Arbitration is an alternative to litigation or mediation in order to resolve a dispute. Arbitration panels are composed of one or three arbitrators who are selected by the parties. They read the pleadings filed by the parties, listen to the arguments, study the documentary and/or testimonial evidence, and render a decision. The panel’s decision, called an “award,” is final and binding on all the parties. All parties must abide by the award, unless it is successfully challenged in court within the statutory time period. Arbitration is generally confidential, and documents submitted in arbitration are not publicly-available, unlike court-related filings.
What Kinds of Cases are Eligible for Arbitration
- Disputes between investors and brokers, between investors and brokerage firms, and between investors and brokers and brokerage firms; and
- For disputes involving industry parties only, between brokerage firms, between brokers, and between or among brokerage firms and brokers; and
Time: Arbitration is a less formal process than litigation, typically resulting in faster turnaround times than court cases. The turnaround time for arbitration varies, and can be affected by many factors, including the number of parties and witnesses involved, the complexity of the issues, the volume of discovery and the schedules of the parties and arbitrators.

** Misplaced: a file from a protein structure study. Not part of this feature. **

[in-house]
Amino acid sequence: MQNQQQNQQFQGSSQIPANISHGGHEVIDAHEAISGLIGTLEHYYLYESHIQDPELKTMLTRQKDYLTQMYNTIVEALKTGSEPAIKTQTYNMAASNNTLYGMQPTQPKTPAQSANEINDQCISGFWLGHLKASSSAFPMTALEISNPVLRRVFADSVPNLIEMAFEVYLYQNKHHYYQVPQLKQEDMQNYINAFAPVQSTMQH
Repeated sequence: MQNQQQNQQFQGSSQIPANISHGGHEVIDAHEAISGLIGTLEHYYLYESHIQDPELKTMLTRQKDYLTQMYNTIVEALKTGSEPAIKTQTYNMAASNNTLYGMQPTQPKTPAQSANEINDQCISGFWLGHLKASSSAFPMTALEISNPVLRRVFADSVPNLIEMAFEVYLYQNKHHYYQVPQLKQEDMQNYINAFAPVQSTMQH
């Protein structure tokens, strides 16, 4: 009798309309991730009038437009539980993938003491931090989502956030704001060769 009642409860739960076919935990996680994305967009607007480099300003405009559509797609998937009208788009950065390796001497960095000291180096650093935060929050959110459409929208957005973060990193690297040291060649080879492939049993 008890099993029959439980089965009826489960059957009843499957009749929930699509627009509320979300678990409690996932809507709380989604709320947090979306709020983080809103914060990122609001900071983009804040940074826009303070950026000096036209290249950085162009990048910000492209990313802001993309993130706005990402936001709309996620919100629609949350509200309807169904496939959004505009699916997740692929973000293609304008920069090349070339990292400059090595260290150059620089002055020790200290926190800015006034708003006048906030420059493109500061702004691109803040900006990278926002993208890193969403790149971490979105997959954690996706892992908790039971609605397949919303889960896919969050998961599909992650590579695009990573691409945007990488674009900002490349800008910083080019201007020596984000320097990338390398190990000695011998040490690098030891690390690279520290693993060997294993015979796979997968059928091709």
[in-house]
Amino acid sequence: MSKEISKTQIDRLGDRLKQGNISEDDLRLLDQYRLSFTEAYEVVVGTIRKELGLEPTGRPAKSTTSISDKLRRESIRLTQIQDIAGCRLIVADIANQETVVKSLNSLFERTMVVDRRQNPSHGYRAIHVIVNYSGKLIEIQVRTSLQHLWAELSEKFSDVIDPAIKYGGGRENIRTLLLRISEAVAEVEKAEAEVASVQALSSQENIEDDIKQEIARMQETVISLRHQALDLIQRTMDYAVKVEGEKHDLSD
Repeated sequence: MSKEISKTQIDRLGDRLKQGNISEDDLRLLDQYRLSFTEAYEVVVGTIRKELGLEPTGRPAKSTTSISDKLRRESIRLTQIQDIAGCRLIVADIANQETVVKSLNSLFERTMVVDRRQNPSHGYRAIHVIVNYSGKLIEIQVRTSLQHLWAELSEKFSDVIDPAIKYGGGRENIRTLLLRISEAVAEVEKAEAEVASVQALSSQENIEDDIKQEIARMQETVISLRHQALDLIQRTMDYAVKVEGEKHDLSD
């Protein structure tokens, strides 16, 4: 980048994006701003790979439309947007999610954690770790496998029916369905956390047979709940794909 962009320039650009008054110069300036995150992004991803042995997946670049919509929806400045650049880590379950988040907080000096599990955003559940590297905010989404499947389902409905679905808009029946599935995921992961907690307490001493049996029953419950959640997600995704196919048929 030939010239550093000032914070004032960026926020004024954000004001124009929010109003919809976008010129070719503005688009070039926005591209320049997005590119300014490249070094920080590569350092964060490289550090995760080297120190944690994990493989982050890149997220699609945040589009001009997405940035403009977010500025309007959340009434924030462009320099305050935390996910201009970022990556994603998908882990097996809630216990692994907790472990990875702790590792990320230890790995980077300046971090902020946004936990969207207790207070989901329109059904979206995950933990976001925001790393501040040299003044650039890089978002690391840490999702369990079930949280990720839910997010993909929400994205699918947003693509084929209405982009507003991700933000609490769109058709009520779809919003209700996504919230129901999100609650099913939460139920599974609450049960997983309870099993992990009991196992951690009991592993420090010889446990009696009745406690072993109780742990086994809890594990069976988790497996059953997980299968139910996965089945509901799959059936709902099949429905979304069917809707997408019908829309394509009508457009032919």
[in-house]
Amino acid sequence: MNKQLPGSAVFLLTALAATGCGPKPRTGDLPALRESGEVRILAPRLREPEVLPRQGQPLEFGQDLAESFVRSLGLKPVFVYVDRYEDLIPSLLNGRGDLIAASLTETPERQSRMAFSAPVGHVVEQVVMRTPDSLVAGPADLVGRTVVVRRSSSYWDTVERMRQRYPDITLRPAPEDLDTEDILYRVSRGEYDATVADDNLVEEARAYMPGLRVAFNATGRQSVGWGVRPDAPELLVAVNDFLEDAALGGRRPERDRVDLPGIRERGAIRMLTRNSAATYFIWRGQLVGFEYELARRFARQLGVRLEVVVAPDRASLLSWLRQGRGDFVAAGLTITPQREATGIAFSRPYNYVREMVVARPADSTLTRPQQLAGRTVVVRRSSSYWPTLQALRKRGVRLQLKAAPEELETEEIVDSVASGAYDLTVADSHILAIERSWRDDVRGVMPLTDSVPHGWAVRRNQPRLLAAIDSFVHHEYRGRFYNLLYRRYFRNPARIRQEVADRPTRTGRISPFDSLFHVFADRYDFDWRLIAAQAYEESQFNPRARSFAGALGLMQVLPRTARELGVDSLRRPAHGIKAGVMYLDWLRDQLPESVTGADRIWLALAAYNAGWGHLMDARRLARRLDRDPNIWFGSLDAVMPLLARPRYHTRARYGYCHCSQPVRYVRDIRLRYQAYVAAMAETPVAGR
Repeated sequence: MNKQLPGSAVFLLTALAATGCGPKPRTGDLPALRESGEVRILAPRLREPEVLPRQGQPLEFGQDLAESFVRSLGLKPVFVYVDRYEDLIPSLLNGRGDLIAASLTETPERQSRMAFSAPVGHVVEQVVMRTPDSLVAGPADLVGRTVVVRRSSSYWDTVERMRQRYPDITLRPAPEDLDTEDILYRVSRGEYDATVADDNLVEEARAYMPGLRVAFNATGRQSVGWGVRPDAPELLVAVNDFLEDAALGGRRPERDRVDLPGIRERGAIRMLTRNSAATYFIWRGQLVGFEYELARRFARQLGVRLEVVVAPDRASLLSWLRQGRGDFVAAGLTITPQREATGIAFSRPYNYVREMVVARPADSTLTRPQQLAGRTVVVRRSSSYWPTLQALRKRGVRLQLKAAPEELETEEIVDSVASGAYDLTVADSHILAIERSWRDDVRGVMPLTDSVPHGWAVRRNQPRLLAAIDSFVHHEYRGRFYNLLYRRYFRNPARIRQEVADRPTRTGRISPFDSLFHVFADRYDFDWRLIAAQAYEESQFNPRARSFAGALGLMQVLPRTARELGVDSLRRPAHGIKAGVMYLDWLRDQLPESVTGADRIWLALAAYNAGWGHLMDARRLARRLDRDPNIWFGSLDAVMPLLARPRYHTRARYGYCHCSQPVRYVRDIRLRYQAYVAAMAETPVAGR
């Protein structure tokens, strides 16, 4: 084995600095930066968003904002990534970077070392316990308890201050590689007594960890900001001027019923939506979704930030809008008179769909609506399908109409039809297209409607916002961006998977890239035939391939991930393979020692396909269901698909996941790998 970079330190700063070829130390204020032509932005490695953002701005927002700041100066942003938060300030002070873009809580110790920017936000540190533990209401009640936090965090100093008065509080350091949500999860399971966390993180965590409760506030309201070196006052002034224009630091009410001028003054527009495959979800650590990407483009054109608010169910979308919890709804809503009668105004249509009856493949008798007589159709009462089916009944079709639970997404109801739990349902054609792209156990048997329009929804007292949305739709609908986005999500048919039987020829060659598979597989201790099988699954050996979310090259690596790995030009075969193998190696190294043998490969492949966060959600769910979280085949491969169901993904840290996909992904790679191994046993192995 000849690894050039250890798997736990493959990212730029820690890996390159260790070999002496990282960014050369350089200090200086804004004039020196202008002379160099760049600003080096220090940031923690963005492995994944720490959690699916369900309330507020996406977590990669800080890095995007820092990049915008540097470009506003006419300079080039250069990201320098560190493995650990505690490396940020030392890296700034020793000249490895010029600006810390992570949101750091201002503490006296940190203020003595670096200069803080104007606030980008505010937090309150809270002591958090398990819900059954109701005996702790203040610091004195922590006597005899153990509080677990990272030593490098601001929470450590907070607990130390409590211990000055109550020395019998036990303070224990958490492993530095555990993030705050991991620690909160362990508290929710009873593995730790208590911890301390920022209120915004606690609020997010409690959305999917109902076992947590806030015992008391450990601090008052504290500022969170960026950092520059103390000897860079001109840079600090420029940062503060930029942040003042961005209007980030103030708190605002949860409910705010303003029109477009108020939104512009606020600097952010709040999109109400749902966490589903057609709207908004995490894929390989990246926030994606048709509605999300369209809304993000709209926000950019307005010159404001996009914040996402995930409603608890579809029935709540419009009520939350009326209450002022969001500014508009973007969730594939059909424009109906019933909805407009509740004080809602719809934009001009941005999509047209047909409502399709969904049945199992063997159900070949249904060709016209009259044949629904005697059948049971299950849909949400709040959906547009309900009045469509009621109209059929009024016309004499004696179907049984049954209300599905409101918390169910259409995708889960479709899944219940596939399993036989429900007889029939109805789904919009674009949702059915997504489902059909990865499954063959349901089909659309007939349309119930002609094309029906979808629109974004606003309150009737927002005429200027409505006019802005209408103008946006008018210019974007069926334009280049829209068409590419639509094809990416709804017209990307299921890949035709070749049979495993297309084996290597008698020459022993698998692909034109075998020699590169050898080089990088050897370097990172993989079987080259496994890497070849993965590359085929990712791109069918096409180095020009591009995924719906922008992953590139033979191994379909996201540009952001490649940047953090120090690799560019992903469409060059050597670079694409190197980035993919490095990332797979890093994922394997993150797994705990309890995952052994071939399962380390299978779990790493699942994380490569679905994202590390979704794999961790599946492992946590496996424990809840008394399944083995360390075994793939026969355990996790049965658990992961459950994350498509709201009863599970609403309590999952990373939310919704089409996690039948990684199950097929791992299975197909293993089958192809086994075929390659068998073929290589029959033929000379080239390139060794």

How does the Arbitration Process Work
An arbitration should not only result in an appropriate Judgment, but a good quality arbitration should also help provide clarity, closure, and education of the essential aspects of the dispute at hand, which bring the participants to understanding.
- File a Claim
A claimant initiates an arbitration by filing a statement of claim that specifies the relevant facts and remedies requested. The Statement of Claim includes a description of the dispute, the parties involved and the amount of money sought. This is the first chance for a party to explain clearly the events pertaining to the dispute in chronological order. It is important to provide any documents mentioned in the statement that support the claim.
- Answer a Claim
A respondent responds to an arbitration claim by filing an answer that specifies the relevant facts and available defenses to the statement of claim.
- Arbitrator Selection
Arbitrator selection is the process in which the parties receive lists of potential arbitrators and select the panel to hear their case.
- Prehearing Conferences
Prior to the hearing, the arbitrators and parties meet telephonically to schedule hearing dates and resolve preliminary issues.
Discovery is the exchange of documents and information in preparation for the hearing.
The parties and arbitrators meet in person to conduct the hearing in which the parties present arguments and evidence in support of their respective cases.
- Decision & Awards
After the conclusion of the hearing, the arbitrators deliberate the facts of the case and render a written decision called an award.
What Makes a Successful Arbitration?
The keys to a successful arbitration involve choosing an Arbitrator who
- Has extensive expertise and understanding of the subject matter,
- Knows how to apply that knowledge within the fact pattern of the dispute,
- Is an effective, respectful communicator, and
- Is able to assume a neutral viewpoint in the decision-making process.